Engineers Spark STEM Interest at Local Girl Scouts Electricity Workshop
SCE engineers help Girl Scouts earn STEM badges and show them there are bright futures in math and science
Engineer Lindsey Sayers remembers building a strobe light in her high school electronics class and watching the light flash on when she plugged it in. In awe that something she built worked, she knew then that she wanted to become an engineer.
“It was the first time I created something, and it was the greatest feeling of accomplishment,” said Sayers. “I knew I liked math and so I started thinking, ‘what can I do with this?’”
As part of National Engineers Week, Sayers, a Southern California Edison engineering manager, and fellow SCE engineer, Edgar Pabon-Hernandez, visited local Daisy and Brownie Girl Scout troops at Evergreen Elementary School in Diamond Bar. Sayers shared her experiences as a female engineer and helped students build an electrical circuit similar to the strobe circuit that sparked her own interest in math and sciences years ago.
Equipped with copper foil tape, batteries and LED lightbulbs, the 12 first- and second-graders carefully connected the pieces to build their own electrical circuits. Eight-year-old Rylee Barcenas beamed when her tiny lightbulb flickered on.
“I like putting things together and seeing what happens at the end,” she said. Barcenas’ favorite subjects are math, science and art, and she hopes to be able to build robots in the future.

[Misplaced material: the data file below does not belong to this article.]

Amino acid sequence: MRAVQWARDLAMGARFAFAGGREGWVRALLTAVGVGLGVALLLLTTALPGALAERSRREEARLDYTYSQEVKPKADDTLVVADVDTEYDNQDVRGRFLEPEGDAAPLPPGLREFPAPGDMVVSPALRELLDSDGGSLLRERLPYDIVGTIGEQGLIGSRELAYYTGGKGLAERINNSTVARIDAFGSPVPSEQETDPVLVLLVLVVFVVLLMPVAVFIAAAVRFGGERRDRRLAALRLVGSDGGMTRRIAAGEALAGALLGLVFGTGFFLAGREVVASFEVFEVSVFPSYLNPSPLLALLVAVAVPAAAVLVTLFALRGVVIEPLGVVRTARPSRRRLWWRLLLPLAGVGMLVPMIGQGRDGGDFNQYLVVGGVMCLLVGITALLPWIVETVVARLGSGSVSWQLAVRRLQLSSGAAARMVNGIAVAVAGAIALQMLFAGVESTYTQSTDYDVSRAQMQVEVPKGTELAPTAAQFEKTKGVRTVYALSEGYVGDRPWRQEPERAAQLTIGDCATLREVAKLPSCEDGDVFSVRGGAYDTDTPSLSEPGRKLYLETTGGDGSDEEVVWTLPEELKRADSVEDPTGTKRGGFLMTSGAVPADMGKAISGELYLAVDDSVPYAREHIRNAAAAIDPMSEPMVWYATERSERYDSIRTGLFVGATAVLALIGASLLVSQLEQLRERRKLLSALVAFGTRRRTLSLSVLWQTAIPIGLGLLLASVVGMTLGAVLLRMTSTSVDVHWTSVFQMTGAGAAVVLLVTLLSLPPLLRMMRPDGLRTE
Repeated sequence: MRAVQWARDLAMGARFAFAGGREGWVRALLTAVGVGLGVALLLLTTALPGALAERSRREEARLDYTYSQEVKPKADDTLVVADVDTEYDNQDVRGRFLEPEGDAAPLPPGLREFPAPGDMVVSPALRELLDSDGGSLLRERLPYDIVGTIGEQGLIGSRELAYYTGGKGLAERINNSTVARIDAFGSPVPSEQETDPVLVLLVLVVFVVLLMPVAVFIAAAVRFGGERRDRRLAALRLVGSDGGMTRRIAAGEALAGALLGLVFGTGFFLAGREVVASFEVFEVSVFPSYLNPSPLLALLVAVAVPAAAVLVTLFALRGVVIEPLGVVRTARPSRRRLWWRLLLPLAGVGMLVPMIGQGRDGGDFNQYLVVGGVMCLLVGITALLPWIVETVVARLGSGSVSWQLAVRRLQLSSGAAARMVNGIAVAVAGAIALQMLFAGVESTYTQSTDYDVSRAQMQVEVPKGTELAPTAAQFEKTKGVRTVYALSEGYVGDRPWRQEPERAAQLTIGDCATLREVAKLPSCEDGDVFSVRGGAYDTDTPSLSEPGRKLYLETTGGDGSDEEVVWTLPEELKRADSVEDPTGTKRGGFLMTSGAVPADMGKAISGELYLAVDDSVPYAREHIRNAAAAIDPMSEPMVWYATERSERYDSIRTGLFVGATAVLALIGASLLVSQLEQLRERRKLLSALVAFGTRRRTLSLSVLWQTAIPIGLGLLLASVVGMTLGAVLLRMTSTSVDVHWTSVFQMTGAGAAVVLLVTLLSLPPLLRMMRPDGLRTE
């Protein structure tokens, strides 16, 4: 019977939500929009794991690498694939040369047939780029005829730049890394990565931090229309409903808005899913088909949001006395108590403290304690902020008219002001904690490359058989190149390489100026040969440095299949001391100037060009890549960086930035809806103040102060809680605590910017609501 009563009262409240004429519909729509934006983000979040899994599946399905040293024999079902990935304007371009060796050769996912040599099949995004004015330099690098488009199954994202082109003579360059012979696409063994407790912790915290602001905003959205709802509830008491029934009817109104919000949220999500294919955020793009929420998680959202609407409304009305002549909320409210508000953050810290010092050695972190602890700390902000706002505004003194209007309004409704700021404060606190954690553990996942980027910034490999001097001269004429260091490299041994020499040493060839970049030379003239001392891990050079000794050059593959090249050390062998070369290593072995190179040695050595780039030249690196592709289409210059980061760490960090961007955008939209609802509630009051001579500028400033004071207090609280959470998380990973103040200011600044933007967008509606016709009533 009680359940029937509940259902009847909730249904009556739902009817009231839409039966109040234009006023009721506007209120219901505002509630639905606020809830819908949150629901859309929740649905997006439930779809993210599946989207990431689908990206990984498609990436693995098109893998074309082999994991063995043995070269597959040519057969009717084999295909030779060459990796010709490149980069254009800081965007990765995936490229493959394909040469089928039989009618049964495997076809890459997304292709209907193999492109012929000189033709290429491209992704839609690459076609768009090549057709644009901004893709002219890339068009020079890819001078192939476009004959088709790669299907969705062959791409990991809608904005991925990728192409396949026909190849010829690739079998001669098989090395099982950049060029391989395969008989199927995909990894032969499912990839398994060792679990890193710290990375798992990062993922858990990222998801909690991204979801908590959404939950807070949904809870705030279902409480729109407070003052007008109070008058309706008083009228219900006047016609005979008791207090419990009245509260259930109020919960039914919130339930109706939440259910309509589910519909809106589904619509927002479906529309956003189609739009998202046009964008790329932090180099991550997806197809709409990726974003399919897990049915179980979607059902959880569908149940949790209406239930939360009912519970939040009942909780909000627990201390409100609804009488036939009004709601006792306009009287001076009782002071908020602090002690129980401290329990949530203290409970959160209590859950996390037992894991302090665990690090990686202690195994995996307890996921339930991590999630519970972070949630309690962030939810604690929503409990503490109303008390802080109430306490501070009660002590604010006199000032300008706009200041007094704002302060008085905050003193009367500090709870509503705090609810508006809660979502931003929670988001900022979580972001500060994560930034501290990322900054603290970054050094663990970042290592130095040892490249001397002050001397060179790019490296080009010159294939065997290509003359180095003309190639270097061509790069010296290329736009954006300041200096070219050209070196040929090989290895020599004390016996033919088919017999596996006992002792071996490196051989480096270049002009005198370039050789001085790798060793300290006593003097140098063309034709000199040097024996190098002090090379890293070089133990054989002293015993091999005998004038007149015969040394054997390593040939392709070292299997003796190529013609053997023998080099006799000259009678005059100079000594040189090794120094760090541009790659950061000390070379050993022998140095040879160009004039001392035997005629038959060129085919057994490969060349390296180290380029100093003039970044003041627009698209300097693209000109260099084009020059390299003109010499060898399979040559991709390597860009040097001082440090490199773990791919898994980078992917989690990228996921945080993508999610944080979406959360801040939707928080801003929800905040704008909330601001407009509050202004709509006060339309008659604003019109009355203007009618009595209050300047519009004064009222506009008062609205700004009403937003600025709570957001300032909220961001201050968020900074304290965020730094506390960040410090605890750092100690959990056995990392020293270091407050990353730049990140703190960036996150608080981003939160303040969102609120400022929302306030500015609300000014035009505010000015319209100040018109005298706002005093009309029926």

After the workshop, the girls were presented with their own “Think Like an Engineer” badges, one of 23 new STEM (science, technology, engineering or math) and outdoor Girl Scout badges released last year to empower young girls to explore areas like earth science, robotics and coding.
Troop leader Lana Tran and co-leader Aisha Rodriguez arranged for Sayers to visit their troop, believing it is important to expose the girls to careers they might not know exist.
“This is the age when they start thinking about what they want to be when they grow up. In the past, women weren’t typically taught they could be engineers or scientists,” Tran said. “I want to show them that they can be anything they want to be.”
Today, Sayers works with large load and generation customers, figuring out how to connect them to the electric grid, making sure places like sports arenas, hospitals and windmill farms have the power they need to operate.
Through her education and career, Sayers has often experienced being one of the only female engineers in the room and now as an engineering manager, she hopes to give back and encourage the next generation of women to explore STEM.
“Even when I knew I wanted to pursue engineering, it was hard because I had never even met a female engineer,” Sayers said. “It’s important to see someone that looks like you doing something that you want to do because it makes it more achievable.”
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